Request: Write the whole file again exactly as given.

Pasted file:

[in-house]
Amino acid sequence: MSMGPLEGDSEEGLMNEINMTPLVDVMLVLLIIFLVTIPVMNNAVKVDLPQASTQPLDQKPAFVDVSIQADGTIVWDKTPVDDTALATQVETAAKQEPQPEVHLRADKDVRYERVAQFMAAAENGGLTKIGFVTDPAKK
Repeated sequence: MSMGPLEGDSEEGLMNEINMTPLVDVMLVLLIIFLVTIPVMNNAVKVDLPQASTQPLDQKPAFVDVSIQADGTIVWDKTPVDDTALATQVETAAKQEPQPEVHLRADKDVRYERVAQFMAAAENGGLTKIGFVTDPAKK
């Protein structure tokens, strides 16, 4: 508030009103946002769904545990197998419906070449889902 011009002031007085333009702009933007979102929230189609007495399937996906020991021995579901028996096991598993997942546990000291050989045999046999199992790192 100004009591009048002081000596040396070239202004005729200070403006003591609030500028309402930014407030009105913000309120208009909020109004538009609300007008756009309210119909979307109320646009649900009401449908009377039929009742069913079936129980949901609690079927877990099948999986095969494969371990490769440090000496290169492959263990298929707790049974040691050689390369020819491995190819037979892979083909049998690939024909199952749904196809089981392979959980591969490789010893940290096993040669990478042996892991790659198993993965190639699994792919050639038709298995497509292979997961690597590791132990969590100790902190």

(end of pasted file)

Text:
[in-house]
Amino acid sequence: MSMGPLEGDSEEGLMNEINMTPLVDVMLVLLIIFLVTIPVMNNAVKVDLPQASTQPLDQKPAFVDVSIQADGTIVWDKTPVDDTALATQVETAAKQEPQPEVHLRADKDVRYERVAQFMAAAENGGLTKIGFVTDPAKK
Repeated sequence: MSMGPLEGDSEEGLMNEINMTPLVDVMLVLLIIFLVTIPVMNNAVKVDLPQASTQPLDQKPAFVDVSIQADGTIVWDKTPVDDTALATQVETAAKQEPQPEVHLRADKDVRYERVAQFMAAAENGGLTKIGFVTDPAKK
């Protein structure tokens, strides 16, 4: 508030009103946002769904545990197998419906070449889902 011009002031007085333009702009933007979102929230189609007495399937996906020991021995579901028996096991598993997942546990000291050989045999046999199992790192 100004009591009048002081000596040396070239202004005729200070403006003591609030500028309402930014407030009105913000309120208009909020109004538009609300007008756009309210119909979307109320646009649900009401449908009377039929009742069913079936129980949901609690079927877990099948999986095969494969371990490769440090000496290169492959263990298929707790049974040691050689390369020819491995190819037979892979083909049998690939024909199952749904196809089981392979959980591969490789010893940290096993040669990478042996892991790659198993993965190639699994792919050639038709298995497509292979997961690597590791132990969590100790902190």